Autistic marathon runner races past expectations
Doctors didn't think Andrew Bryant would be able to read. His mom was told she probably shouldn't leave him alone, and that he might need help showering. When he was diagnosed with autism two decades ago, doctors didn't have high expectations.
Today, the mom who heard that painful diagnosis expects to watch her son complete the Boston Marathon.
As for Bryant, the 25-year-old expects to better the 3:08:20 time that qualified him to get there.
"I surprise people," said Bryant, who can read his high school diploma.
For years, Bryant's mom never envisioned her only son crossing a street, let alone a finish line.
She never left him, too afraid of him being alone. So the morning she and her husband registered for a 5-kilometer fun run, they dressed in jeans, expecting to walk the course with Bryant, who was then 13.
"Well, the gun went off and he took off like a bullet," his mom, Colleen Engle, said.
She sprinted after her son, but couldn't catch him. She yelled his name, hoping he'd come back. When he didn't, Engle was terrified.
She found him at the end, eating a PowerBar and exceeding everyone's expectations.
He slipped away again at age 17 -- this time from his stepfather in the Las Vegas half-marathon. When Bryant was finally found, his stepfather went to check his time, but couldn't find it among the hundreds listed.
He explained to Bryant -- a special education student who can have difficulty focusing -- that his time would only be recorded if he passed through the finishing chutes.
Only on second inspection of the results did Bryant's stepfather realize he had -- in fourth place for his age division.
A small box in his North Seattle home holds Bryant's medals -- some from high school and half-marathons. He's never lost 5,000- or 10,000-meter races in the Special Olympics, which has more than 7,000 Washington state competitors with intellectual disabilities.
Autism is a disorder affecting as many as 1 out of every 150 children, with a wide range of symptoms. Some adults become well-regarded professionals, while others have a vocabulary of a few dozen words.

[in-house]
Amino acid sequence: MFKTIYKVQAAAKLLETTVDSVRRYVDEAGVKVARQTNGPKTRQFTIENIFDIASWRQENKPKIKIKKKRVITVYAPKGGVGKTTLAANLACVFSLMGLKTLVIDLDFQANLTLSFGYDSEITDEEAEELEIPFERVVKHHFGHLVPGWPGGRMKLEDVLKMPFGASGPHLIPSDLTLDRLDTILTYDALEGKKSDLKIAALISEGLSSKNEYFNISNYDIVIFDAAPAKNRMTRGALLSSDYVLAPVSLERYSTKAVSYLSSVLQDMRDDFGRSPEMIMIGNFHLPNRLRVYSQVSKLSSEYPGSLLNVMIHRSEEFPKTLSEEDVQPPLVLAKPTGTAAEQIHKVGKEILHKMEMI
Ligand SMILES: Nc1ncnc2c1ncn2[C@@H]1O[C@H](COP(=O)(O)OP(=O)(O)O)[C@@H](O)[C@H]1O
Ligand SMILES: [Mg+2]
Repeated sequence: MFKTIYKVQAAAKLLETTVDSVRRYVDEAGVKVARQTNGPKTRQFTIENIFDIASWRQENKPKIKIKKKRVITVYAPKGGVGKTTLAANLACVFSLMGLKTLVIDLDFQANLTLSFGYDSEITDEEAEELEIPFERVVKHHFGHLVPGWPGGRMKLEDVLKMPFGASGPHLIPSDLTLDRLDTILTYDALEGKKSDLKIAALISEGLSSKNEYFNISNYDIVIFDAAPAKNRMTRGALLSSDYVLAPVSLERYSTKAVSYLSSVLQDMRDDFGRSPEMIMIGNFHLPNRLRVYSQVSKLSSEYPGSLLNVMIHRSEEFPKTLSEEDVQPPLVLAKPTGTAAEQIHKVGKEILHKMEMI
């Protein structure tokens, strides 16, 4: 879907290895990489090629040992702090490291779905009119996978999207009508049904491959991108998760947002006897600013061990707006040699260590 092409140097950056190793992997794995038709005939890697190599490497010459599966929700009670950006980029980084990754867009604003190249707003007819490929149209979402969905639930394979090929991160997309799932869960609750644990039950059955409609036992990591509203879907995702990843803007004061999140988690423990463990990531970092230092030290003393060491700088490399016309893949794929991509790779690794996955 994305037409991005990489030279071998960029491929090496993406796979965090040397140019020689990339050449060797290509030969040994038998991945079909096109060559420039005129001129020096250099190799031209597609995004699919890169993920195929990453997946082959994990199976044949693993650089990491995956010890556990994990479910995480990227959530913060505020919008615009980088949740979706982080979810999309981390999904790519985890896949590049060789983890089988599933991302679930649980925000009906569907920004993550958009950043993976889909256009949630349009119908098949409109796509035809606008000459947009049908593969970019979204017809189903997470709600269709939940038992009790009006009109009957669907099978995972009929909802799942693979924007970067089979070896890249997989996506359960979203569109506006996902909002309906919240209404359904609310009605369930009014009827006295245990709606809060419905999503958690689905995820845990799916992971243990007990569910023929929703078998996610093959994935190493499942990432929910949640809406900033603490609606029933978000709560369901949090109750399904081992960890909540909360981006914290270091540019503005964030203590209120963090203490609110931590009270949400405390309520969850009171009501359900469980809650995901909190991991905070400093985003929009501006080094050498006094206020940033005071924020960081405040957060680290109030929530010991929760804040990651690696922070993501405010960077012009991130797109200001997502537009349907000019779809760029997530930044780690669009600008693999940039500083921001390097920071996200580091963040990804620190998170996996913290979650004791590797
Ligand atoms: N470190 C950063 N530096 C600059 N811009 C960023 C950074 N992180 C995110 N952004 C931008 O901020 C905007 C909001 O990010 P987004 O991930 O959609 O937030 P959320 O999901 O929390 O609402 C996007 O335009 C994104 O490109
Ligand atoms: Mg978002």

"When you're autistic, it's your socialization skills that are a big handicap for you," said Engle, whose son is high-functioning.
Last year, she enrolled Bryant with a Seattle running group so he'd have partners in case of an emergency. Those runners have become extremely protective and fond of him, as are his co-workers at QFC.
"He doesn't surprise me," said Chuck Bartlett, a Boston Marathon alum and Bryant's coach. "If he finds someone he can run with who can lead him, I think he can definitely break three hours."
Bryant, who moved to Seattle in 2002, said his goal is to break 2:59:36 -- the time Lance Armstrong ran in the 2006 New York City Marathon. After finishing, the six-time Tour de France champion told the media the marathon "was without a doubt the hardest physical thing I have ever done."
"The winner of the Boston Marathon or any big marathon is in the 2-hour, 15-minute range," said John Borgognoni, sports and program director for Special Olympics Washington, under which Bryant has competed. "Special Olympic athletes are closing the gap quickly, and Andy is living proof of that."
Bryant has difficult moments, especially near the end of practice runs that have been up to 24 miles. But marathons aren't as hard for him as they are for others, Bryant said.
"That's my ability," he said. "And running fast, I get to be strong."
He was both in 1999, finishing his first marathon in 4:33:33. He dropped more than an hour when he ran the 2005 Portland Marathon, and his 2006 Portland time was nearly two minutes faster than Boston's qualifying time, putting him among the world's most elite runners.
More than 1,000 disabled people have competed in the wheelchair division of the Boston Marathon, with the visually and mobility-impaired division adding to the number of disabled athletes.
Engle is sure many of those families received a diagnosis similar to what Bryant got two decades ago. She remembers the tears that came after hearing doctors say her son would never be able to read, wouldn't hold a job, couldn't function socially and wouldn't have the intellectual ability to cross a street alone.
Today, she might cry for joy when Bryant crosses the Boston Marathon finish line.Audio Slide Show: